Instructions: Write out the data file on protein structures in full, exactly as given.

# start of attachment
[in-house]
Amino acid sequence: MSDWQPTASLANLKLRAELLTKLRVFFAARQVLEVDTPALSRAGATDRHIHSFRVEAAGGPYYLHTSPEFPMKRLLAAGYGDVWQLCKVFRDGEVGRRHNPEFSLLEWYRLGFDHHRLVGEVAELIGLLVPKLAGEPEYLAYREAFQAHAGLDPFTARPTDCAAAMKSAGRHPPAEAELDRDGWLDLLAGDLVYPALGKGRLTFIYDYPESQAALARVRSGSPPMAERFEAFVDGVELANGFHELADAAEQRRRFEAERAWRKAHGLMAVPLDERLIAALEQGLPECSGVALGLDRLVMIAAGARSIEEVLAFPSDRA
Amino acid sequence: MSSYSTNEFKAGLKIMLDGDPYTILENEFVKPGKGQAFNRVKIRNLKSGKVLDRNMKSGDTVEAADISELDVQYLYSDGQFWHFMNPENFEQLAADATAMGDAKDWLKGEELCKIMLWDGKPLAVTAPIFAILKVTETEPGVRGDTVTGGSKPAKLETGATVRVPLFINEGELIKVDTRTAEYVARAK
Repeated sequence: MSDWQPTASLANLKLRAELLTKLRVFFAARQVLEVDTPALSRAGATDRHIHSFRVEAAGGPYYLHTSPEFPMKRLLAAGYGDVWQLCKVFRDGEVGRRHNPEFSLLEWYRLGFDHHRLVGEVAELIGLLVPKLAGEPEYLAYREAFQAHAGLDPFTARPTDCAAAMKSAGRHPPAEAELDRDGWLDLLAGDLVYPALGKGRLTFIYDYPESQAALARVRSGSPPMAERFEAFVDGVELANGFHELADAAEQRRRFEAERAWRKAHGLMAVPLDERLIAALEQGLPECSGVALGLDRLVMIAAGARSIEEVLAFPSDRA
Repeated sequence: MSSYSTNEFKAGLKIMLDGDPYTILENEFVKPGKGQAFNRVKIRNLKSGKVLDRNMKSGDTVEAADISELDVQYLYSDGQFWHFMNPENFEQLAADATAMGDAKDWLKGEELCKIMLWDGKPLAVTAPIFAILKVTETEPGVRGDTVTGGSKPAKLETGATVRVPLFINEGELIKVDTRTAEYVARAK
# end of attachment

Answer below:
[in-house]
Amino acid sequence: MSDWQPTASLANLKLRAELLTKLRVFFAARQVLEVDTPALSRAGATDRHIHSFRVEAAGGPYYLHTSPEFPMKRLLAAGYGDVWQLCKVFRDGEVGRRHNPEFSLLEWYRLGFDHHRLVGEVAELIGLLVPKLAGEPEYLAYREAFQAHAGLDPFTARPTDCAAAMKSAGRHPPAEAELDRDGWLDLLAGDLVYPALGKGRLTFIYDYPESQAALARVRSGSPPMAERFEAFVDGVELANGFHELADAAEQRRRFEAERAWRKAHGLMAVPLDERLIAALEQGLPECSGVALGLDRLVMIAAGARSIEEVLAFPSDRA
Amino acid sequence: MSSYSTNEFKAGLKIMLDGDPYTILENEFVKPGKGQAFNRVKIRNLKSGKVLDRNMKSGDTVEAADISELDVQYLYSDGQFWHFMNPENFEQLAADATAMGDAKDWLKGEELCKIMLWDGKPLAVTAPIFAILKVTETEPGVRGDTVTGGSKPAKLETGATVRVPLFINEGELIKVDTRTAEYVARAK
Repeated sequence: MSDWQPTASLANLKLRAELLTKLRVFFAARQVLEVDTPALSRAGATDRHIHSFRVEAAGGPYYLHTSPEFPMKRLLAAGYGDVWQLCKVFRDGEVGRRHNPEFSLLEWYRLGFDHHRLVGEVAELIGLLVPKLAGEPEYLAYREAFQAHAGLDPFTARPTDCAAAMKSAGRHPPAEAELDRDGWLDLLAGDLVYPALGKGRLTFIYDYPESQAALARVRSGSPPMAERFEAFVDGVELANGFHELADAAEQRRRFEAERAWRKAHGLMAVPLDERLIAALEQGLPECSGVALGLDRLVMIAAGARSIEEVLAFPSDRA
Repeated sequence: MSSYSTNEFKAGLKIMLDGDPYTILENEFVKPGKGQAFNRVKIRNLKSGKVLDRNMKSGDTVEAADISELDVQYLYSDGQFWHFMNPENFEQLAADATAMGDAKDWLKGEELCKIMLWDGKPLAVTAPIFAILKVTETEPGVRGDTVTGGSKPAKLETGATVRVPLFINEGELIKVDTRTAEYVARAK